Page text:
HAVING NO MONEY IS LIKE...BEING POOR Plucking an apt analogy out of thin air is quite difficult, but there was no excuse for San Leandro Councilman Bill Stephens being flummoxed Monday night while searching for one regarding these difficult economic times. When presented with the ineviable budget choices facing the city and potential cash flow problems in the near future, Stephens, with a background in finance, understood the fiduciary aspect of the city's dilemma. "You have to make payroll," said Stephens. "You have to pay your bills." He then paused and said, "I'm trying to think of an analogy of where you're living day-to-day, in this case, you're livng month-to-month." Uhhh....look at the lady at the bus stop across the street on East 14th. How about an analogy relating to the millions of Americans out-of-work, poor and sick struggling everyday to keep it all together. There's nothing like watching a conservative blindly miss the wide-spread plight of others.-S.T.

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Tuesday, April 13, 2010

Budget Talks Center on City's Cash Flow Dilemma

The Citizen

SAN LEANDROHere's the deal: move forward with a proposed budget that further depletes the city's general fund or hope for winning the lottery in November. The San Leandro City Council Monday night recommended to the city's finance department to proceed with the former, but not without ominous signs the city may encounter serious cash flow problems in the next year either way.

The revamped budget proposal hopes to reinstate 10 full-time equivalent jobs for six months, along with an addition six months of funding for ladder truck services. The original proposal sought only to finance the ladder company for the first six months of the next fiscal year and pinned its hopes for funding the remainder of the year on a likely tax revenue measure on ballot this November. The option favored by the council will lower the city's general fund balance to $1.1 million, if passed sometime in June and may not stave off layoffs without additional revenues.

A second proposal, which Councilwoman Ursula Reed called the "rose-colored glasses" option formulated the budget under the assumption a tax revenue enhancement, possibly in the form of a quarter percent sales tax, would add $2 million to the general fund. Mayor Tony Santos and Councilman Jim Prola favored the proposal, which other members concluded was too much of a risk. If the yet-to-be-proposed tax measure does not pass, the city's general fund balance would drop to a paltry $677,000, which Finance Director Perry Carter said presented the city with potential cash flow problems.

"I'm very nervous about that," said Carter when asked by Reed if the city could function with such low cash reserves.

According to Carter, the city's $5 million emergency reserves are a hedge against unforeseen disaster such as fire and earthquakes, but also serves as working capital for the uneven flow of revenue and expenditures throughout the year. "As we get closer to this number, we have to be careful of what steps we take," said Carter.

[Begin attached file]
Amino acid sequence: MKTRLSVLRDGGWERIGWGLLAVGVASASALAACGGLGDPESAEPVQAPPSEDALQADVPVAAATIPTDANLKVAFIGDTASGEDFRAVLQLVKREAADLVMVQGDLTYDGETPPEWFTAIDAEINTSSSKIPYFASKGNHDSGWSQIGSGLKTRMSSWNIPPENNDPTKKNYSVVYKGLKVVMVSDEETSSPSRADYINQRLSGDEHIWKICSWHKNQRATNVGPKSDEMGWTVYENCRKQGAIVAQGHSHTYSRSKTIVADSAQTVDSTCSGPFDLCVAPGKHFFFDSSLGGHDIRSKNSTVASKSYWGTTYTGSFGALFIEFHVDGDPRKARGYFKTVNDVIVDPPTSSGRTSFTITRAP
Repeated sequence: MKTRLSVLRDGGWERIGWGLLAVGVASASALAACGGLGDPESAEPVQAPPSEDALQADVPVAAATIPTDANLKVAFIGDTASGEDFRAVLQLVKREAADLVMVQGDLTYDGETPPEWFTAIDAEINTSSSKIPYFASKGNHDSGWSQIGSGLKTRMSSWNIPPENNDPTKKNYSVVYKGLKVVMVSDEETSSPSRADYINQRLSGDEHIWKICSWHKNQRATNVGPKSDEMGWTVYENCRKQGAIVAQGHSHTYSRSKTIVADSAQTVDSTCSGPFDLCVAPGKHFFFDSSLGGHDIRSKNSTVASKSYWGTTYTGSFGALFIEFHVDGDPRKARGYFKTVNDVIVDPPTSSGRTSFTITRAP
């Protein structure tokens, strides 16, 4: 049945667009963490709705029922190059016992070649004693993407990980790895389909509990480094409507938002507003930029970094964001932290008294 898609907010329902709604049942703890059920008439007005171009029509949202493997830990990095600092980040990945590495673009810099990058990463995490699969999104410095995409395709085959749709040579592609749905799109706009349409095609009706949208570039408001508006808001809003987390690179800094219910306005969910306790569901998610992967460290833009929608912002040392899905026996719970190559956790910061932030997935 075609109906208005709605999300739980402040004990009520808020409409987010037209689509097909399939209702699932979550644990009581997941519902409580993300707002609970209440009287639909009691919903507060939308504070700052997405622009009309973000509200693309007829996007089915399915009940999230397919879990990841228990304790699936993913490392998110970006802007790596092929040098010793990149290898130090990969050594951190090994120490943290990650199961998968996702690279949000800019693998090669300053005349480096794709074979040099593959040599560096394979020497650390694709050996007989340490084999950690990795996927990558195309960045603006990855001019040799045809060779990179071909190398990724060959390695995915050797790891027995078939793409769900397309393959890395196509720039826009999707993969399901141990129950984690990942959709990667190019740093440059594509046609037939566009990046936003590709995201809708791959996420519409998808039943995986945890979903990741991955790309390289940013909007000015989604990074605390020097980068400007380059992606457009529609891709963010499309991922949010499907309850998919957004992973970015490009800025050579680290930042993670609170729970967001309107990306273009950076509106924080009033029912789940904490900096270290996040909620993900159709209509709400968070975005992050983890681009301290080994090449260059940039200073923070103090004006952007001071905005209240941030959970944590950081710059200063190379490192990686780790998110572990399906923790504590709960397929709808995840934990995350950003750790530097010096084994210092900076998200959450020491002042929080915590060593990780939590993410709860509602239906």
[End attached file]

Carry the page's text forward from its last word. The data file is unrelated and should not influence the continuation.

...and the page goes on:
The city still has a ways to go until the final budget is approved. Santos will present the details of the crisis confronting the city tonight at the San Leandro Library at 7 p.m., but much of the proposal is still in a very much preliminary mode. "There's a lot of ifs," said City Manager Stephen Hollister. Areas such as the number of employees accepting the city's early retirement offer, attrition, an uncertain local economy and possible mid-year layoffs still leave the council with  tough decisions in the next two months, according to Hollister.

The finance department's original proposal nearly closed a estimated $7 million shortfall, which included cutting over 9 FTEs in the police department and 5 sworn officers. The nearly balanced budget only accounted for funding a half-year of the ladder company employing 9 firefighters. The hit to public safety caused some consternation among councilmembers who cited surveys showing San Leandrans overwhelmingly favored maintaining current levels of police and fire, along with a few hoping to earn brownie points during an election year. According to the budget report, the passage of a tax revenue measure would fund the ladder truck for an entire year, but add just one sworn police officer to the mix.

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Monday, April 12, 2010

Chan Adds Lai-Bitker's Blessing


SUPERVISOR - DIST 3Earlier today, outgoing Alameda County Supervisor Alice Lai-Bitker officially endorsed Wilma Chan to replace her on the board. Lai-Bitker's office released this statement:
I have decided to endorse Wilma Chan to succeed me as Alameda County Supervisor for District Three. I am pleased that Wilma has agreed to continue my initiatives, such as universal Mental Health access for students in San Lorenzo, Health Services at San Leandro High School, my workforce initiative for assisting immigrants to return to their health care professional careers and a Youth Center for Chinatown. I think Wilma has the experience and commitment to achieving success on the issues that are important to my district.